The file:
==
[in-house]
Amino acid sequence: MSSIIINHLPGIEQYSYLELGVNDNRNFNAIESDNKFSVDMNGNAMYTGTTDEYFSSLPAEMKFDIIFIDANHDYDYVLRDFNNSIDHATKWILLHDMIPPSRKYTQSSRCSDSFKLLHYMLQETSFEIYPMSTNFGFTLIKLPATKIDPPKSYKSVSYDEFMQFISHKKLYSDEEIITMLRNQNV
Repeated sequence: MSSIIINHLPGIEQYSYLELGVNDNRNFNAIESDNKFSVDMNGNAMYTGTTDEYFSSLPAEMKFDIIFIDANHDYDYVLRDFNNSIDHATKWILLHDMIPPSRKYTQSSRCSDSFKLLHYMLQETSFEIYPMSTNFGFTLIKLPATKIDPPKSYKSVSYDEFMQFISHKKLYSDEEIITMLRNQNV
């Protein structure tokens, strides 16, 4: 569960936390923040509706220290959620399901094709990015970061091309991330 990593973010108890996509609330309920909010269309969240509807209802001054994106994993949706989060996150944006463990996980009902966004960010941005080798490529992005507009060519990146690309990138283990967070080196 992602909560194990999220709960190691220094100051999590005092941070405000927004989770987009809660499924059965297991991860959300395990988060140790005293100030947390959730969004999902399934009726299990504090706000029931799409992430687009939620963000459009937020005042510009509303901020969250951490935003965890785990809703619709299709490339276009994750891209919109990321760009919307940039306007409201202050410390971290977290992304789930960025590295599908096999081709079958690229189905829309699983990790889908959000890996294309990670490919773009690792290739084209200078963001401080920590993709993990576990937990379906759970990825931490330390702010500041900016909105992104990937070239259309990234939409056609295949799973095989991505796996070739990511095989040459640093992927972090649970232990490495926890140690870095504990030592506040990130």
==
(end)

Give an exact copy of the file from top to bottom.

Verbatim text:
[in-house]
Amino acid sequence: MSSIIINHLPGIEQYSYLELGVNDNRNFNAIESDNKFSVDMNGNAMYTGTTDEYFSSLPAEMKFDIIFIDANHDYDYVLRDFNNSIDHATKWILLHDMIPPSRKYTQSSRCSDSFKLLHYMLQETSFEIYPMSTNFGFTLIKLPATKIDPPKSYKSVSYDEFMQFISHKKLYSDEEIITMLRNQNV
Repeated sequence: MSSIIINHLPGIEQYSYLELGVNDNRNFNAIESDNKFSVDMNGNAMYTGTTDEYFSSLPAEMKFDIIFIDANHDYDYVLRDFNNSIDHATKWILLHDMIPPSRKYTQSSRCSDSFKLLHYMLQETSFEIYPMSTNFGFTLIKLPATKIDPPKSYKSVSYDEFMQFISHKKLYSDEEIITMLRNQNV
């Protein structure tokens, strides 16, 4: 569960936390923040509706220290959620399901094709990015970061091309991330 990593973010108890996509609330309920909010269309969240509807209802001054994106994993949706989060996150944006463990996980009902966004960010941005080798490529992005507009060519990146690309990138283990967070080196 992602909560194990999220709960190691220094100051999590005092941070405000927004989770987009809660499924059965297991991860959300395990988060140790005293100030947390959730969004999902399934009726299990504090706000029931799409992430687009939620963000459009937020005042510009509303901020969250951490935003965890785990809703619709299709490339276009994750891209919109990321760009919307940039306007409201202050410390971290977290992304789930960025590295599908096999081709079958690229189905829309699983990790889908959000890996294309990670490919773009690792290739084209200078963001401080920590993709993990576990937990379906759970990825931490330390702010500041900016909105992104990937070239259309990234939409056609295949799973095989991505796996070739990511095989040459640093992927972090649970232990490495926890140690870095504990030592506040990130």